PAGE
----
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U.S. Department of Justice wants to phase out private prisons

Today the United States Department of Justice Announced that they plan to start phasing out the use of privately owned and contracted prisons, like the McRae Correctional Institution in Central Georgia. 

Thursday, the United States Department of Justice Announced that they plan to start phasing out the use of privately-owned and contracted prisons.

The announcement comes after the results of a study completed by the Office of the U.S. Inspector General. The OIG performed a review of how the Federal Bureau of Prisons monitors contracted, or private, prisons.

According to the Inspector General's report, in 1997 the Federal BOP began contracting with privately operated institutions to alleviate overcrowding and adhere to congressional mandates.

The Inspector General's report says that in the majority of the categories they examined, private prisons have more safety and security incidents per person than do federal prisons.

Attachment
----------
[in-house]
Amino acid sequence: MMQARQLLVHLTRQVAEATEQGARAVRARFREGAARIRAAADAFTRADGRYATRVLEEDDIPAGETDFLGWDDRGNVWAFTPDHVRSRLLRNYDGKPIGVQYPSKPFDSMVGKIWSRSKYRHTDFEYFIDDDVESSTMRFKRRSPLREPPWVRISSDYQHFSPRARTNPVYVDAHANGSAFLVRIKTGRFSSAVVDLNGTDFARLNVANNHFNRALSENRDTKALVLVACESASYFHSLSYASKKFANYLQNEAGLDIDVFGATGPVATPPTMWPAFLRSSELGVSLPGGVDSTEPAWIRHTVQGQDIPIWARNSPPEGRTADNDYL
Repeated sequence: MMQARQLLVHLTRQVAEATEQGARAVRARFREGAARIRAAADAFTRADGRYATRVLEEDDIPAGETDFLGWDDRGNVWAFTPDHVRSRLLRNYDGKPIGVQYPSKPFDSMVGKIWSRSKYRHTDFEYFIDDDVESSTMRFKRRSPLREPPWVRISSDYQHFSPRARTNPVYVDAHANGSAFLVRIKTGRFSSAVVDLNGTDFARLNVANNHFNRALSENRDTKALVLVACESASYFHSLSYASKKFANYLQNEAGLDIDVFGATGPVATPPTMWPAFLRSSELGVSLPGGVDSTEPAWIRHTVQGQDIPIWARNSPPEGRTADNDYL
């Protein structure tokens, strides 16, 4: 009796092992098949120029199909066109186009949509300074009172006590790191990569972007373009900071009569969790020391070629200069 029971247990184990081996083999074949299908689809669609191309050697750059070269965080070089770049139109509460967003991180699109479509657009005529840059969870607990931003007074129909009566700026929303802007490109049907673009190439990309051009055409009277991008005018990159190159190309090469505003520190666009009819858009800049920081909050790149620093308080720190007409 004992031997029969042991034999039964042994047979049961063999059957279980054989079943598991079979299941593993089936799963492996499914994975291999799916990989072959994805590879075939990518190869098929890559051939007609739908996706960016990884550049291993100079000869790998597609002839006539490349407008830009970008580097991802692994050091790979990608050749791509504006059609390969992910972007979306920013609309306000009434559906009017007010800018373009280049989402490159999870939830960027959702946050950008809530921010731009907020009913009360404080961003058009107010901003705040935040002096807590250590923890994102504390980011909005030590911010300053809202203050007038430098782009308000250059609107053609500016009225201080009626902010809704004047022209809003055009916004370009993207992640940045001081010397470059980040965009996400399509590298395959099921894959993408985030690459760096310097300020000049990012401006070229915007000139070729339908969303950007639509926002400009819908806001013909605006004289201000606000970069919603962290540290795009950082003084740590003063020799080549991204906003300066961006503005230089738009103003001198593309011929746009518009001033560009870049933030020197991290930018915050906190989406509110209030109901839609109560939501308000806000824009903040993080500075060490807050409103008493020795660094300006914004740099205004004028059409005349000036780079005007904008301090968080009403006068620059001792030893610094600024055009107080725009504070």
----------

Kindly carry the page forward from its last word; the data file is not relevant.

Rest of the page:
According to a blog post from the U.S. Department of Justice, their goal is to ensure consistency in safety, security, and rehabilitation services of inmates by operating their own prison facilities, and getting rid of private prisons.

The DOJ has instructed the Federal BOP to decline to renew contracts with these private facilities as they reach the end of their terms or reduce the contract in a manner consistent with the law.

The Inspector General's report says there were an estimated 22,660 federal inmates housed in private prisons in 2015. In the previous fiscal year the Federal BOP spent $639 million on private facilities.

The report also says the prisons who have contracts with the Federal BOP are operated by 3 private corporations-- one being Corrections Corporation of America--- which has a facility in Central Georgia.

McRae Mayor, Mike Young, says the closing of the private CCA McRae Correctional Institution would impact his city's economy.

"The economic impact of McRae Facility, CCA closing, would be devastating to McRae-Helena, they employ roughly 350 people, and tax base is almost a million dollars a year, and we're operating under a budget of roughly $4 million, so you can imagine what taking away from that tax base would be," says Young.

We reached out to McRae Correctional Institution to ask when their contract will end, but could not get ahold of their media relations representative Thursday.

Young also says he and his staff fully support the local CCA facility and will do anything on their end to help the employees who work there.